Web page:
He Lit the Match, So I Set Myself On Fire

A love story of gaslighting



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When I was 19, I was in love. Well, as in love as I could be, I would really say I was in lust. I was in love with sleeping with a man because of the enjoyment it brought me. I mean, what can I really say I knew about love? He didn’t actually teach me about it either. Our relationship existed out of the fleeting innocence I had left, and the peculiar way he was able to get me to look past his bullshit. In other words, sex kept us together, and my lack of experience in dealing with men. He was 21, and those two years were everything. I had the book smarts, and he had the street smarts, and his smarts ran me into the ground. I remember that we didn’t have that much in common, but he was slick with his mouth. He was a bad boy with tattoos and what he called a “legal hustle.” For the life of me, I never figured out what that meant, but something about it didn’t seem legal if you had to announce it. All I knew is he made me happy, and I loved him. If he asked me to jump, I would ask, “how high?” and he knew it. This type of devotion allowed him to be in control at all times.

I remember the first time I found he had someone else. My soul was crushed. He told me that he was keeping his options open and that he wasn’t sure he could see a future with us. It was my job to convince him otherwise. He told me that it was my fault for living so far. So I began to think that it was my fault and I should be happy that he still dealt with me anyway. This went on for months.

I went away to school, and my first weekend away, I invited him down. I asked him to be exclusive, and he told me that he couldn’t. He said, “you’re in college now; you’re just going to find a college boy and cheat on me.” I began to cry and beg him to understand that I would never. I wasn’t like that. I mean, he was the one with a baby. Yes, he had a baby during our time together. I must have talked to him for hours, trying to get him to understand that I could be good for him.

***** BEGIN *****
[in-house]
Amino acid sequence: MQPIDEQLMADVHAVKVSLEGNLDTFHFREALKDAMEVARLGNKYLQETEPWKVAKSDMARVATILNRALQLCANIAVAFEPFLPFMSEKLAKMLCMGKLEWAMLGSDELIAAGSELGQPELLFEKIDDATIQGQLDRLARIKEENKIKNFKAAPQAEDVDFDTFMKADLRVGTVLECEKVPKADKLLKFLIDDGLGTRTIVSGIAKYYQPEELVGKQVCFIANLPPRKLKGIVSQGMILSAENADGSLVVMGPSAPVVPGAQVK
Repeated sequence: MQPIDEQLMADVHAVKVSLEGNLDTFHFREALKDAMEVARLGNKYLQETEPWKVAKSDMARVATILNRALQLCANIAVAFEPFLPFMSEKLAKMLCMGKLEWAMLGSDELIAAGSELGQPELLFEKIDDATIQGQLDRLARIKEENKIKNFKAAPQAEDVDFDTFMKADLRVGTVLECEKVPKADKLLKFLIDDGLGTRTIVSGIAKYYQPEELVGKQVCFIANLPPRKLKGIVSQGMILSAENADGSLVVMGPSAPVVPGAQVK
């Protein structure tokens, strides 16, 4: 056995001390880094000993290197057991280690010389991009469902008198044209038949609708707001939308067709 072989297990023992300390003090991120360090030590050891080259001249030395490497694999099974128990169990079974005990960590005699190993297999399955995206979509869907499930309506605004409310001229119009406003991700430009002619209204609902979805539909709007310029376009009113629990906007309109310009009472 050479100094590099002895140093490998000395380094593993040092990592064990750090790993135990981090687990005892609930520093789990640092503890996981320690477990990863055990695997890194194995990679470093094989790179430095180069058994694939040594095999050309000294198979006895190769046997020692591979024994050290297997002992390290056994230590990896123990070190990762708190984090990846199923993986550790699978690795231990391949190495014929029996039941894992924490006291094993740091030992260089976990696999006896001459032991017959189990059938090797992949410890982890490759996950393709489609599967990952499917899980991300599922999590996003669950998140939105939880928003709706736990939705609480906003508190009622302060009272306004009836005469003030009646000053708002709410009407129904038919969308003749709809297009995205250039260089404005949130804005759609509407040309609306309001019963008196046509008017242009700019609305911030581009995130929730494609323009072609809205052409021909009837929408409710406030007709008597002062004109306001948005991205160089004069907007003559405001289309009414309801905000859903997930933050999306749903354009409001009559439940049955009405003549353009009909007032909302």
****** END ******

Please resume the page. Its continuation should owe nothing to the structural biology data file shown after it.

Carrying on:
During this time, he spent most of it telling me that I was too much of a “good girl” to deal with him. Mind you, that confused me because his first complaint was that I’d find someone else. By the end of the conversation, I was spent. I felt like mush, wondering what mistakes I had made, and would he ever speak to me again.

He never came to revisit me, we never really talked after that except for the one time he called. It was the night of a party on campus, and I was drunk as a skunk. I answered his call, and it was him asking to see me. Something inside of me must have known it wouldn’t be a good idea. I remember him saying that “I never make time for him.” I remember hanging up the phone. I tried to call him back the next day, but he didn’t answer. It was for the best.

I would say the lesson I learned is to love yourself before attempting to love someone else, but that’s cliche.

The lesson I really learned is that people will light you on fire and ask you why you didn’t just put yourself out.

I also learned that because of this, it’s essential not to give anyone a match. At 19, I knew nothing about love and dating and had the nerve to think that could not only fix a man but that I could keep one by doing everything he asked. I think back over my life and wonder what lessons I learned along the way that made me feel I needed to give all of myself for someone to love me. Who were those key women in my life teaching me that my thoughts or feelings didn’t matter, all that mattered was keeping him happy?

This is not to blame myself (although I think were many signs along the way that he was NOT the one), but to speak in honesty. If we know nothing of love, how can we genuinely expect our vision of love to be right?

I was willing to risk sanity just to keep someone not worth keeping because I feared to be without love.

This relationship taught me to love myself and give myself the time to explore myself. It taught me about my triggers within relationships and how not to give someone free rein to use them against me. I learned of my issues with abandonment and how they pushed to define my place within this relationship. I was willing to risk sanity just to keep someone not worth keeping because I feared to be without love. But, he did not love me, and I was worth more than he could ever afford.

Anyway, I end my “love” story with this and hope it helps someone remember they deserve more: Never give up your peace for someone who uses you to create chaos and then leaves you to pick up the pieces.

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